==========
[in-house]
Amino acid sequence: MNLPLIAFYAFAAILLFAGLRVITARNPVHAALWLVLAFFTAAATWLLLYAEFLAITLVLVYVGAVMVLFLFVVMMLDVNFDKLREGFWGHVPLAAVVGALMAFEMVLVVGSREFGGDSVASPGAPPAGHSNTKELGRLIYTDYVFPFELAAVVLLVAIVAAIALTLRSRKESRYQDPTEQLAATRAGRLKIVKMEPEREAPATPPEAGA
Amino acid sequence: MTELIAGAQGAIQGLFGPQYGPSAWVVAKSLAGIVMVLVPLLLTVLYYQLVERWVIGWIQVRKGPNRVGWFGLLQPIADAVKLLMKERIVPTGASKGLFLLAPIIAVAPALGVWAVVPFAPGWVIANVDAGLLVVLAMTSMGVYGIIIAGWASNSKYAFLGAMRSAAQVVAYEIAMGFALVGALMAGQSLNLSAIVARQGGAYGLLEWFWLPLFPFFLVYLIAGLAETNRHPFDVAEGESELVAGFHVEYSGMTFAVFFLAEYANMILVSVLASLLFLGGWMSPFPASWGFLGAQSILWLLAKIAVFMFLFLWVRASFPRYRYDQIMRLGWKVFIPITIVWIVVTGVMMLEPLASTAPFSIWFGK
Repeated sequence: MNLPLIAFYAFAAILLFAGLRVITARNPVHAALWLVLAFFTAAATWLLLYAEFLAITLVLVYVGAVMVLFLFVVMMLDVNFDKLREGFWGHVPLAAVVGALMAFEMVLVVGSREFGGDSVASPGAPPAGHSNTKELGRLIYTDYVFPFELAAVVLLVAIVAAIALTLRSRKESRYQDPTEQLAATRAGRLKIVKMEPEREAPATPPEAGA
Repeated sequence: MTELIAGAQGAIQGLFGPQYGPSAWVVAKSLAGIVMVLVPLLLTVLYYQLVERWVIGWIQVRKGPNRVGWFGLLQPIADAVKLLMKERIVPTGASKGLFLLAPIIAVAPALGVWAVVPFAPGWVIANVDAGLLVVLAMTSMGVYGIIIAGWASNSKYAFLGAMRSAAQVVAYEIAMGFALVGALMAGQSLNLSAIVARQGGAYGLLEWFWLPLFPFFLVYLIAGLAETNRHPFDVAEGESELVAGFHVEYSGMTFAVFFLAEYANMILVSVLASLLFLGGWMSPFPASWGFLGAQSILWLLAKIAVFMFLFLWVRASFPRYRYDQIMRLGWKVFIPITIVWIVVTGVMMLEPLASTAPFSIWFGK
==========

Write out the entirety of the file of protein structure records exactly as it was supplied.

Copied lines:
[in-house]
Amino acid sequence: MNLPLIAFYAFAAILLFAGLRVITARNPVHAALWLVLAFFTAAATWLLLYAEFLAITLVLVYVGAVMVLFLFVVMMLDVNFDKLREGFWGHVPLAAVVGALMAFEMVLVVGSREFGGDSVASPGAPPAGHSNTKELGRLIYTDYVFPFELAAVVLLVAIVAAIALTLRSRKESRYQDPTEQLAATRAGRLKIVKMEPEREAPATPPEAGA
Amino acid sequence: MTELIAGAQGAIQGLFGPQYGPSAWVVAKSLAGIVMVLVPLLLTVLYYQLVERWVIGWIQVRKGPNRVGWFGLLQPIADAVKLLMKERIVPTGASKGLFLLAPIIAVAPALGVWAVVPFAPGWVIANVDAGLLVVLAMTSMGVYGIIIAGWASNSKYAFLGAMRSAAQVVAYEIAMGFALVGALMAGQSLNLSAIVARQGGAYGLLEWFWLPLFPFFLVYLIAGLAETNRHPFDVAEGESELVAGFHVEYSGMTFAVFFLAEYANMILVSVLASLLFLGGWMSPFPASWGFLGAQSILWLLAKIAVFMFLFLWVRASFPRYRYDQIMRLGWKVFIPITIVWIVVTGVMMLEPLASTAPFSIWFGK
Repeated sequence: MNLPLIAFYAFAAILLFAGLRVITARNPVHAALWLVLAFFTAAATWLLLYAEFLAITLVLVYVGAVMVLFLFVVMMLDVNFDKLREGFWGHVPLAAVVGALMAFEMVLVVGSREFGGDSVASPGAPPAGHSNTKELGRLIYTDYVFPFELAAVVLLVAIVAAIALTLRSRKESRYQDPTEQLAATRAGRLKIVKMEPEREAPATPPEAGA
Repeated sequence: MTELIAGAQGAIQGLFGPQYGPSAWVVAKSLAGIVMVLVPLLLTVLYYQLVERWVIGWIQVRKGPNRVGWFGLLQPIADAVKLLMKERIVPTGASKGLFLLAPIIAVAPALGVWAVVPFAPGWVIANVDAGLLVVLAMTSMGVYGIIIAGWASNSKYAFLGAMRSAAQVVAYEIAMGFALVGALMAGQSLNLSAIVARQGGAYGLLEWFWLPLFPFFLVYLIAGLAETNRHPFDVAEGESELVAGFHVEYSGMTFAVFFLAEYANMILVSVLASLLFLGGWMSPFPASWGFLGAQSILWLLAKIAVFMFLFLWVRASFPRYRYDQIMRLGWKVFIPITIVWIVVTGVMMLEPLASTAPFSIWFGK